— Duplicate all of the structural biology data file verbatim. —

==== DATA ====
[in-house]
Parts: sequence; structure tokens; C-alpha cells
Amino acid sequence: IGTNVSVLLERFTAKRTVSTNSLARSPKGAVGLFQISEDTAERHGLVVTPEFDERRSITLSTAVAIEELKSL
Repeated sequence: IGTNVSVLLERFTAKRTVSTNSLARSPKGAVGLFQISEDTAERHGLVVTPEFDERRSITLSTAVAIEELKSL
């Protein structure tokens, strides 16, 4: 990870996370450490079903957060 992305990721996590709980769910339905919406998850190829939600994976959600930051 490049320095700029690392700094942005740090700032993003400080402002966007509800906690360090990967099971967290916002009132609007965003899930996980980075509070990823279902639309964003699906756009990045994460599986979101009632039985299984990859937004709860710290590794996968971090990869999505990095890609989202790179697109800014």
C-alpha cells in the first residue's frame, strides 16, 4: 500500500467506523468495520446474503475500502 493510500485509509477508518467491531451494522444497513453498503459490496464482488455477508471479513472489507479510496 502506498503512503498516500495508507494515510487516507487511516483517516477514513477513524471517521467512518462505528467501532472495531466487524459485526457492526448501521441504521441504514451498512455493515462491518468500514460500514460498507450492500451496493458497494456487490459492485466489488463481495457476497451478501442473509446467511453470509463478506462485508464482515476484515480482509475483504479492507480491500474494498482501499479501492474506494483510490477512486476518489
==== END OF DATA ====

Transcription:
[in-house]
Parts: sequence; structure tokens; C-alpha cells
Amino acid sequence: IGTNVSVLLERFTAKRTVSTNSLARSPKGAVGLFQISEDTAERHGLVVTPEFDERRSITLSTAVAIEELKSL
Repeated sequence: IGTNVSVLLERFTAKRTVSTNSLARSPKGAVGLFQISEDTAERHGLVVTPEFDERRSITLSTAVAIEELKSL
């Protein structure tokens, strides 16, 4: 990870996370450490079903957060 992305990721996590709980769910339905919406998850190829939600994976959600930051 490049320095700029690392700094942005740090700032993003400080402002966007509800906690360090990967099971967290916002009132609007965003899930996980980075509070990823279902639309964003699906756009990045994460599986979101009632039985299984990859937004709860710290590794996968971090990869999505990095890609989202790179697109800014």
C-alpha cells in the first residue's frame, strides 16, 4: 500500500467506523468495520446474503475500502 493510500485509509477508518467491531451494522444497513453498503459490496464482488455477508471479513472489507479510496 502506498503512503498516500495508507494515510487516507487511516483517516477514513477513524471517521467512518462505528467501532472495531466487524459485526457492526448501521441504521441504514451498512455493515462491518468500514460500514460498507450492500451496493458497494456487490459492485466489488463481495457476497451478501442473509446467511453470509463478506462485508464482515476484515480482509475483504479492507480491500474494498482501499479501492474506494483510490477512486476518489